The South African Hunters and Game Conservation Association (SAHGCA) wants government to implement mechanisms to regulate selective and intensive game breeding practices in the interest of protecting the country’s biodiversity and its international reputation as a leader in conservation.
Selective and intensive game breeding practices in the private game breeding sector are aimed at enhancing or altering genetic characteristics of game species for commercial purposes and include artificial and unnatural manipulation of wildlife to achieve unusual coat colors and excessive horn lengths. Although SAHGCA fully supports an extensive game farming sector and appreciates its contribution to the economy, the Association believes that certain uncontrolled practices might have detrimental effects on biodiversity and holds unwanted consequences for the wildlife industry as a whole. Dr Gerhard Verdoorn, President of SAHGCA, says the Association is very concerned about trends in the private game ranching sector where game breeders produce a growing assortment of unnatural color variations among indigenous game. “These practices of deliberately selecting and breeding animals for specific traits, similar to stock farming, to produce unusual coat colors or very large horn-lengths are not compatible with conservation principles.”
SAHGCA says this ongoing exploitation of indigenous wild animals will affect the integrity of South Africa’s wildlife and harm the country’s reputation as a leader in conservation. “We understand that the stakes in the game industry are high, but we have to be responsible in utilizing our wildlife heritage,” Verdoorn said. Variations in coat colors in game occur in low frequencies in the wild and are caused by recessive genes that result in e.g. black impala, golden wildebeest or white springbok. The reason for the low numbers in the wild is that these animals are usually not well adapted to their environment and are eliminated through natural selection processes. However, commercial game breeders selectively breed these animals to enhance and manipulate the desired traits for commercial gain. Prices of these purposely-bred animals are exceptionally high turning wildlife into a financial commodity. To protect their expensive investments, breeders put in these animals in small camps with very tight security. Some of the undesired consequences of intensive breeding include (i) fragmentation of habitats and wildlife systems; (ii) decrease in the genetic integrity of indigenous wildlife populations; (iii) reduce animals’ natural ability to adapt to environmental changes associated with climate change; (iv) Animal welfare concerns; (v) increased persecution of predators because of the threat to breeding stock; (vi) disinvestment in extensive wildlife areas which impact on the contribution that game farmers make to national conservation targets.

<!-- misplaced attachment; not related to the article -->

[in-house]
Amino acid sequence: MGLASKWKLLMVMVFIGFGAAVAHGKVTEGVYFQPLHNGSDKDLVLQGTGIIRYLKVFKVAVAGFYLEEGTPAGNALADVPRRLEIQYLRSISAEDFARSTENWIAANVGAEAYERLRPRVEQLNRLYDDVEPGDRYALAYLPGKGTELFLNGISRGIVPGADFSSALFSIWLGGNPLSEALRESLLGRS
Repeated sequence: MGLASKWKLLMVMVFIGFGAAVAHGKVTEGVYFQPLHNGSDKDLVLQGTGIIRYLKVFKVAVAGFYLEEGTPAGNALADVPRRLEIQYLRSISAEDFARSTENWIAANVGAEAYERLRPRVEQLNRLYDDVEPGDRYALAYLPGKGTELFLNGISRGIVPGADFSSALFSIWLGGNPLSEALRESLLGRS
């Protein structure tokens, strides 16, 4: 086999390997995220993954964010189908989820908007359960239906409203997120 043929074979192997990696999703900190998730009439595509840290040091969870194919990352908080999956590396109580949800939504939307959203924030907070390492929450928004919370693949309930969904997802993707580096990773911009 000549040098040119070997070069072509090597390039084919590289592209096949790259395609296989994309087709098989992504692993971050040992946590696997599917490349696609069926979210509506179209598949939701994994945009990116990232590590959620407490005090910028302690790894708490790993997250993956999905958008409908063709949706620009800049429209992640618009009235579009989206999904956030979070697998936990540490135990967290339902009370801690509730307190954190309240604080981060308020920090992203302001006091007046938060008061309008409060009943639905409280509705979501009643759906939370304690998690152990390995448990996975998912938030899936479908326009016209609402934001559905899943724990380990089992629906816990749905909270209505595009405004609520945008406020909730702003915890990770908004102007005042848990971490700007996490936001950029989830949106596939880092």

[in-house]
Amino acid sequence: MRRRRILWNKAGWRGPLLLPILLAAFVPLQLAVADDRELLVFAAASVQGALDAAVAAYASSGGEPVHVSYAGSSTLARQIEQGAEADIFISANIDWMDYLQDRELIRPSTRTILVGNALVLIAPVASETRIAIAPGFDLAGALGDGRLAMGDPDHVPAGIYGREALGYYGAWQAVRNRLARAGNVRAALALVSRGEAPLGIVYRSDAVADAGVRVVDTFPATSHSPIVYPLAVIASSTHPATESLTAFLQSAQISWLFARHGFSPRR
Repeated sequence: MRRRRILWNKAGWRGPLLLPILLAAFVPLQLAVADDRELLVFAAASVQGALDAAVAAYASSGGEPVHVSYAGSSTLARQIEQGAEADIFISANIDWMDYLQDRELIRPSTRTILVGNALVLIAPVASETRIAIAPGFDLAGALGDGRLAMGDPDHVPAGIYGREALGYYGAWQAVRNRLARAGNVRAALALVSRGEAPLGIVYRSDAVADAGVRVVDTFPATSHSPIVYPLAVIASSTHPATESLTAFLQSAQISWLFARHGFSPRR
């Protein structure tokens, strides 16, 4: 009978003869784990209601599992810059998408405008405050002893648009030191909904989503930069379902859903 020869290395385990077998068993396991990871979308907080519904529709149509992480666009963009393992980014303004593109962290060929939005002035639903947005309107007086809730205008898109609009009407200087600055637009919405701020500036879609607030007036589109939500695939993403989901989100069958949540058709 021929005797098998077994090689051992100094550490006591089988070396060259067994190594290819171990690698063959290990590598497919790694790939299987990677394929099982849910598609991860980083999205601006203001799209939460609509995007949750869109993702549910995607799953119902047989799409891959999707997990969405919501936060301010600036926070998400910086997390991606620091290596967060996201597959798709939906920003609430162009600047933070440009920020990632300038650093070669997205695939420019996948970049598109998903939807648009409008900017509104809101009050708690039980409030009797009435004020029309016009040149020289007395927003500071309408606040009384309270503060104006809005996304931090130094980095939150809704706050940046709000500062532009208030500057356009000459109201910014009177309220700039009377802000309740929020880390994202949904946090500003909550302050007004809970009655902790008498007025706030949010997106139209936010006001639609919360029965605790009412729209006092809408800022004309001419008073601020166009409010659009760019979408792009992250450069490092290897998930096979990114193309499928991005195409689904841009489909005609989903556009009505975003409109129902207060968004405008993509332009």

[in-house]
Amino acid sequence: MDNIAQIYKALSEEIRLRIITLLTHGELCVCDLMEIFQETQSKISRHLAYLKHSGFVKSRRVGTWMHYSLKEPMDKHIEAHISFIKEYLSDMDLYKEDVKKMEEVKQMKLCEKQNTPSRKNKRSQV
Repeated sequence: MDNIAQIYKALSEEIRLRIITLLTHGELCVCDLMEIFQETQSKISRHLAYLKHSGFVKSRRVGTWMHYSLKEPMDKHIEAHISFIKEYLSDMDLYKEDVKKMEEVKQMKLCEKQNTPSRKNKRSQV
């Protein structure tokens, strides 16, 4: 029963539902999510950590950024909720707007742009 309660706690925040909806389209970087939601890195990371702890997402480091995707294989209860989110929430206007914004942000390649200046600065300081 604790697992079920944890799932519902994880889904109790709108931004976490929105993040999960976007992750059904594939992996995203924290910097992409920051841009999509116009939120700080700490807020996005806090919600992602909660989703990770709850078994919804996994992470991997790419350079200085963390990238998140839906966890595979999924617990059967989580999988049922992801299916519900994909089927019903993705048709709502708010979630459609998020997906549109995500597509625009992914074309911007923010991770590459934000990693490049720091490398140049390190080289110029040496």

The demand for ordinary breeding stock for intensive breeding purposes leads to outrageous prices of huntable animals which in turn has a negative impact on the consumptive hunting sector. Animals bred under these conditions cannot be hunted because it would be tantamount to canned hunting – a reputational risk the hunting industry can ill afford. At a game auction on 13th February, ordinary impala ewes sold for R30 000 each. For hunting purposes an impala ewe would cost between R800 and R1000. “This drives the cost of hunting to unaffordable levels to the detriment of the hunting sector,” said Fred Camphor, CEO of SAHGCA. There are approximately 300,000 hunters in South Africa who contribute more than 74% of the total annual income derived from the hunting and wildlife sector. According to a recent study by the Northwest University hunting was responsible for R6.3 billion of the R8.5 billion that the wildlife and hunting sector contributed to the country’s economy in 2013.
Verdoorn said responsible wildlife utilization is the cornerstone for economic growth and sustainable development. In November 2014, SAHGCA adopted a policy position on intensive and selective breeding to enhance or alter genetic characteristics of indigenous game species for commercial purposes. The Association invited other hunting organizations and associations to adopt similar guidelines.
Sustainable Land Use Model: As part of its commitment to conservation and sustainable development, SAHGCA launched the Umfolozi Biodiversity Economy Initiative. It involves the establishment of a Biodiversity Economy node that will include Hluhluwe-iMfolozi Park, eMakhosini-Ophathe Heritage Park, various stewardship sites and private and communal areas around Ulundi. Linking all these areas can create a protected area of approximately 150,000ha. This initiative forms part of an integrated land-use model that enables transformation and promotes economic growth in rural communities. The [initiative] is in line with [the] National Development Plan and will provide opportunities for partnerships among government, communities and the private sector to achieve national and provincial conservation targets [and] create business and development opportunities that will generate sustainable job opportunities, build capabilities and enhance the capacity of all sectors to address complex challenges of growing rural economies. Lizanne Nel, conservation manager at SAHGCA, says economic activities cannot be separated from its impact on the environment and people. “The Umfolozi Biodiversity Economy Initiative provides a sustainable economic development model for harnessing KwaZulu-Natal’s rich biodiversity and heritage capital to reduce poverty and inequality. At the same time it will provide an inclusive economy, protect landscapes, productive ecosystems and their associated products and services to society.”
Source: SA Hunters and Game Conservation Association (formatted for space reasons by AI editor)